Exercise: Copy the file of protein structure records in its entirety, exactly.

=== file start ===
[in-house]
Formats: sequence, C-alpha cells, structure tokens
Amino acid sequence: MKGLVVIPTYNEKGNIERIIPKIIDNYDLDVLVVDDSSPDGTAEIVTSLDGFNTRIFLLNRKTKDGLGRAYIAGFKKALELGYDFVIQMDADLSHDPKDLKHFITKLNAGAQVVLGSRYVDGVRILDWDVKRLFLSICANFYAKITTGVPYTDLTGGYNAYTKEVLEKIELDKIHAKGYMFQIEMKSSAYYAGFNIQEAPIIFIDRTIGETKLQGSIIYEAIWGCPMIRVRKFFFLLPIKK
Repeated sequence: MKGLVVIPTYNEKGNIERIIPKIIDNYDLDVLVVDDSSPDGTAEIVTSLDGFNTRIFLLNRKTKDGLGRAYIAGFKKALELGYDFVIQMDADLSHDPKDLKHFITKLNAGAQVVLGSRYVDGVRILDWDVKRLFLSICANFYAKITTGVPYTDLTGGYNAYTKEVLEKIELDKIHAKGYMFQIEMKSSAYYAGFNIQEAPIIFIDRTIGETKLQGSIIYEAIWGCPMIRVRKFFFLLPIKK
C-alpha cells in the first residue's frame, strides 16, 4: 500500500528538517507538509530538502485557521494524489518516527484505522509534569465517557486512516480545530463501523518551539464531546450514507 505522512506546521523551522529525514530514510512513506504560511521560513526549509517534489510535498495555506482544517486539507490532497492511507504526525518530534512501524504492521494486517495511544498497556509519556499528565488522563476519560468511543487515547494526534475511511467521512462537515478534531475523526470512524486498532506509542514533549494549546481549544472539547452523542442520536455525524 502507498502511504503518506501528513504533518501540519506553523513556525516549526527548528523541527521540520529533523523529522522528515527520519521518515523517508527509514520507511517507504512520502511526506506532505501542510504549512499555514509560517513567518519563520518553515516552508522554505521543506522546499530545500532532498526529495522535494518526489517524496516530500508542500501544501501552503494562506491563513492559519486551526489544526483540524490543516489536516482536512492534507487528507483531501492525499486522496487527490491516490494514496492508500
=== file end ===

[in-house]
Formats: sequence, C-alpha cells, structure tokens
Amino acid sequence: MKGLVVIPTYNEKGNIERIIPKIIDNYDLDVLVVDDSSPDGTAEIVTSLDGFNTRIFLLNRKTKDGLGRAYIAGFKKALELGYDFVIQMDADLSHDPKDLKHFITKLNAGAQVVLGSRYVDGVRILDWDVKRLFLSICANFYAKITTGVPYTDLTGGYNAYTKEVLEKIELDKIHAKGYMFQIEMKSSAYYAGFNIQEAPIIFIDRTIGETKLQGSIIYEAIWGCPMIRVRKFFFLLPIKK
Repeated sequence: MKGLVVIPTYNEKGNIERIIPKIIDNYDLDVLVVDDSSPDGTAEIVTSLDGFNTRIFLLNRKTKDGLGRAYIAGFKKALELGYDFVIQMDADLSHDPKDLKHFITKLNAGAQVVLGSRYVDGVRILDWDVKRLFLSICANFYAKITTGVPYTDLTGGYNAYTKEVLEKIELDKIHAKGYMFQIEMKSSAYYAGFNIQEAPIIFIDRTIGETKLQGSIIYEAIWGCPMIRVRKFFFLLPIKK
C-alpha cells in the first residue's frame, strides 16, 4: 500500500528538517507538509530538502485557521494524489518516527484505522509534569465517557486512516480545530463501523518551539464531546450514507 505522512506546521523551522529525514530514510512513506504560511521560513526549509517534489510535498495555506482544517486539507490532497492511507504526525518530534512501524504492521494486517495511544498497556509519556499528565488522563476519560468511543487515547494526534475511511467521512462537515478534531475523526470512524486498532506509542514533549494549546481549544472539547452523542442520536455525524 502507498502511504503518506501528513504533518501540519506553523513556525516549526527548528523541527521540520529533523523529522522528515527520519521518515523517508527509514520507511517507504512520502511526506506532505501542510504549512499555514509560517513567518519563520518553515516552508522554505521543506522546499530545500532532498526529495522535494518526489517524496516530500508542500501544501501552503494562506491563513492559519486551526489544526483540524490543516489536516482536512492534507487528507483531501492525499486522496487527490491516490494514496492508500